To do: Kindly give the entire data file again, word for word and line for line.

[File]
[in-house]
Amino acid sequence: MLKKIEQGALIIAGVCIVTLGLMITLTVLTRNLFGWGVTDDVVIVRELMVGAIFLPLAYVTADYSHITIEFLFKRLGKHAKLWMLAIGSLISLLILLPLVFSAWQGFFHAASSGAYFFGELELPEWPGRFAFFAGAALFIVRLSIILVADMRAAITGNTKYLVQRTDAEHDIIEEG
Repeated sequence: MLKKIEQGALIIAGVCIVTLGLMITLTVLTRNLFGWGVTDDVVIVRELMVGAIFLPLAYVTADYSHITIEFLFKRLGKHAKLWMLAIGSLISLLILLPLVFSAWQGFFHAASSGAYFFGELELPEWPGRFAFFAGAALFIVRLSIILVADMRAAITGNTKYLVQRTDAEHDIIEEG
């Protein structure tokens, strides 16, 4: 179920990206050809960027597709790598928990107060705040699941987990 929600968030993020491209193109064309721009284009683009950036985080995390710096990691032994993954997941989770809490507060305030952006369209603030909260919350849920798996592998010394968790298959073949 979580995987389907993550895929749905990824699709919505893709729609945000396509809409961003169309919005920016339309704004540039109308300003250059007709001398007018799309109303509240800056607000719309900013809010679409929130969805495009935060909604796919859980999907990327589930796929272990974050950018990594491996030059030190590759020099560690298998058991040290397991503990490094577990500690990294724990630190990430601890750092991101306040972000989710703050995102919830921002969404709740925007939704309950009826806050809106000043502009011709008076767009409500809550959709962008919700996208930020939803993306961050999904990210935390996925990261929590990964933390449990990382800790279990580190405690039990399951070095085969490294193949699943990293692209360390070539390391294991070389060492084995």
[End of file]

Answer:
[in-house]
Amino acid sequence: MLKKIEQGALIIAGVCIVTLGLMITLTVLTRNLFGWGVTDDVVIVRELMVGAIFLPLAYVTADYSHITIEFLFKRLGKHAKLWMLAIGSLISLLILLPLVFSAWQGFFHAASSGAYFFGELELPEWPGRFAFFAGAALFIVRLSIILVADMRAAITGNTKYLVQRTDAEHDIIEEG
Repeated sequence: MLKKIEQGALIIAGVCIVTLGLMITLTVLTRNLFGWGVTDDVVIVRELMVGAIFLPLAYVTADYSHITIEFLFKRLGKHAKLWMLAIGSLISLLILLPLVFSAWQGFFHAASSGAYFFGELELPEWPGRFAFFAGAALFIVRLSIILVADMRAAITGNTKYLVQRTDAEHDIIEEG
């Protein structure tokens, strides 16, 4: 179920990206050809960027597709790598928990107060705040699941987990 929600968030993020491209193109064309721009284009683009950036985080995390710096990691032994993954997941989770809490507060305030952006369209603030909260919350849920798996592998010394968790298959073949 979580995987389907993550895929749905990824699709919505893709729609945000396509809409961003169309919005920016339309704004540039109308300003250059007709001398007018799309109303509240800056607000719309900013809010679409929130969805495009935060909604796919859980999907990327589930796929272990974050950018990594491996030059030190590759020099560690298998058991040290397991503990490094577990500690990294724990630190990430601890750092991101306040972000989710703050995102919830921002969404709740925007939704309950009826806050809106000043502009011709008076767009409500809550959709962008919700996208930020939803993306961050999904990210935390996925990261929590990964933390449990990382800790279990580190405690039990399951070095085969490294193949699943990293692209360390070539390391294991070389060492084995």